"If we teach today as we taught yesterday, we rob our children of tomorrow..." - John Dewey
I'm currently reading "Instructional Rounds in Education - A Network Approach to Improve Teaching and Learning" by Elizabeth City, Richard Elmore, Sarah Fiarman, and Lee Teitel.
I actually picked the book up over a year ago because I was intrigued by the title. As you may know, before going into Education, I was a nurse, and nursing rounds were a huge part of our practice. So I wanted to know how the authors proposed to use the "rounds" process in the world of Education.
I just wished that I had read the book BEFORE this past school year. Why? Well, this year, for the first time, I experienced our School Effectiveness District Review process. This process is mandated by the Ministry of Ontario. I actually learned so much going through this process, not just about the practice of teaching and learning, but also about human nature, relationships, and the pressure associated with feeling like you are "under the microscope." I also witnessed the stress teachers experience with the advent of change.
Going through the review process gave the majority of the us the impetus to move our practice forward at a faster pace than we might have otherwise. That was a good thing. It also helped us to be much more reflective in what we do, why we do it, and the impact we have on student learning. I just wish we didn't have to go through a "Review Process" to behave this way!
The first thing that we had to do for the Review Process, was determine a Problem of Practice. I'd have to say that this was the most difficult part of the whole process. We used our classroom assessment data along with our EQAO data to determine what our Problem of Practice is. What was interesting was how many people took issue with the term "Problem of Practice". Many didn't like the insinuation that there WAS a "problem".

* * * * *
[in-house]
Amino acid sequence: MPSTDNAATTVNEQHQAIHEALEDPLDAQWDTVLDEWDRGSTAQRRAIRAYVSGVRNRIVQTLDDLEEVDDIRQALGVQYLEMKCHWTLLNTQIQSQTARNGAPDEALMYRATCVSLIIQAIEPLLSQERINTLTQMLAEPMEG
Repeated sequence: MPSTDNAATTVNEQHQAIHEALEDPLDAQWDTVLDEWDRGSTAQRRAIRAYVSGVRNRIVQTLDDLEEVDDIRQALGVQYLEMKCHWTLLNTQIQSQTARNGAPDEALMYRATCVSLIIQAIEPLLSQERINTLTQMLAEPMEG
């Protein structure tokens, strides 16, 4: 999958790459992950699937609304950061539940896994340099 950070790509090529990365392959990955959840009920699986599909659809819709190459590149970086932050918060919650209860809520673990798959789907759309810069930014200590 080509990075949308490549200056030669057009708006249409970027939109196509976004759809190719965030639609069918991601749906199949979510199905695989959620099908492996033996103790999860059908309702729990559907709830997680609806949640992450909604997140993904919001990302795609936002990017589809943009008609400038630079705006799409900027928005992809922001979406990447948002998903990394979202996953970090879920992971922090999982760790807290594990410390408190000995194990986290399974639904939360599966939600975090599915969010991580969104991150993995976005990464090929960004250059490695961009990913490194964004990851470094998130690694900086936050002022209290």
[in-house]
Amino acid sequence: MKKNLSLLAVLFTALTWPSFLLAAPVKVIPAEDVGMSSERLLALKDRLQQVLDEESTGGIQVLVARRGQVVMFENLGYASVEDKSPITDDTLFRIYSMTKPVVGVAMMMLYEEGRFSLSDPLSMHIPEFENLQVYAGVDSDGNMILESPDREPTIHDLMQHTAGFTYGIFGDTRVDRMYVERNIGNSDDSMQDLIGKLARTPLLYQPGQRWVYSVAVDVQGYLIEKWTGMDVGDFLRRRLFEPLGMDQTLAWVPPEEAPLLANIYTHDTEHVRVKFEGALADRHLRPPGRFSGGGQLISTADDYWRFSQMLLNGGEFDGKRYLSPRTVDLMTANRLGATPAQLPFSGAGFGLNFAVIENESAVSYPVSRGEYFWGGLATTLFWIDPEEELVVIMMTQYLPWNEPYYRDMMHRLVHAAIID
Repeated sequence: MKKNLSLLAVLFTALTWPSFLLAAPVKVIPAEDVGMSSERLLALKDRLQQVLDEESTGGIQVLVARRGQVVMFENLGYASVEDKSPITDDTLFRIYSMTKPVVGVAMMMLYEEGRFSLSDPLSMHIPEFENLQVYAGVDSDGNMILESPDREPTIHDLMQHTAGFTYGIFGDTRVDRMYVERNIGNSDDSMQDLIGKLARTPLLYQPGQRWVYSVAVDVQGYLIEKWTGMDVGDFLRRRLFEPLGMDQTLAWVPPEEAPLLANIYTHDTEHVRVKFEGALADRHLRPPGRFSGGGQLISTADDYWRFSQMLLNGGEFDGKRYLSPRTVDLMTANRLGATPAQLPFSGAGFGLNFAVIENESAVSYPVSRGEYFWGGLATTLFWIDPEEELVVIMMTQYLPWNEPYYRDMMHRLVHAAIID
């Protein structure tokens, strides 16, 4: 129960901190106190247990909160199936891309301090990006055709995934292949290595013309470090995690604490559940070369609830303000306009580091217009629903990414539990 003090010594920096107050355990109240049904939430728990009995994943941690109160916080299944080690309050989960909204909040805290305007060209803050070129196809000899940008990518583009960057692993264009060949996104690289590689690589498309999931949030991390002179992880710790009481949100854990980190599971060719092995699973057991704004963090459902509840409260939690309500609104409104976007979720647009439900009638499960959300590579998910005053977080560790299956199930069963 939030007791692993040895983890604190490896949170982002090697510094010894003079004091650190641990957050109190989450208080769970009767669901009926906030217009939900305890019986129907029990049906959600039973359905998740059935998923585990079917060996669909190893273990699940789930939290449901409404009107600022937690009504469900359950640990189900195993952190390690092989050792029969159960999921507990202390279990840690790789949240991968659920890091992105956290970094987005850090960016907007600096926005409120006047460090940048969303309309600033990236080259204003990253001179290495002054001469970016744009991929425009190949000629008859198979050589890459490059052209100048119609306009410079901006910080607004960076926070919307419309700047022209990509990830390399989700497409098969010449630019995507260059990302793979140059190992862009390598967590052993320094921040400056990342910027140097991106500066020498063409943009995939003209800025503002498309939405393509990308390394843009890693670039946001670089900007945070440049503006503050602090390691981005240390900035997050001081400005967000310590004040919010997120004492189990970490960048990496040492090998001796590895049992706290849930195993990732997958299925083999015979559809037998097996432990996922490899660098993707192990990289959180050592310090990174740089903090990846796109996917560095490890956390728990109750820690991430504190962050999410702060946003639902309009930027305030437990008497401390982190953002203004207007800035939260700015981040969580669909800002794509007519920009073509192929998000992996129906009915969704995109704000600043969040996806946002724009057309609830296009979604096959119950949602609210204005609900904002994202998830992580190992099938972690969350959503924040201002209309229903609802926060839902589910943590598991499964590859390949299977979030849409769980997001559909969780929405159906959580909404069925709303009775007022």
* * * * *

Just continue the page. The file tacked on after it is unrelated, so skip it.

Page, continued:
This is where Instructional Rounds in Education would have come in handy. It paints a clear picture of what a "problem of practice" is. Had I read it before going through the Review Process, perhaps I could have helped alleviate some of the tension. From my current understanding, a Problem of Practice does not reflect bad teaching. It simply reflects a need in the school. For example, we realized that, in general, the students in our school have a very limited vocabulary. We started there. But as we continued to reflect, we also realized that the students in our school have difficulty comprehending texts. We wondered, was the reason they had trouble comprehending because their vocabulary was so limited? Or was it a bigger problem? Was it that they couldn't make inferences? Were they having trouble visualizing? Or is it that overall, they lack background knowledge? We also noticed that in our Junior Division, our students had trouble solving rich, multi-step math problems. Should we focus on Math? Or was the issue with the Math problems actually related to a reading comprehension issue, they couldn't understand the questions?
It was really great to notice the change in the conversations in the hallway. Teachers were having discussions about teaching metacognition, whether they should do it explicitly in the beginning of the school year, or towards the end and whether or not we were using a common language for Math instruction.
After determining our problem of practice, (we decided to go with reading comprehension), we had to develop an "If... then" statement about something we were going to change in our practice to meet the need we wanted to address. Again, it would have been helpful to read Instructional Rounds in Education first because it helps outline how to do this. It defines the "If... then" statement as a "Theory of Action". Eventually, (it wasn't until JANUARY!) we finally came up with our statement.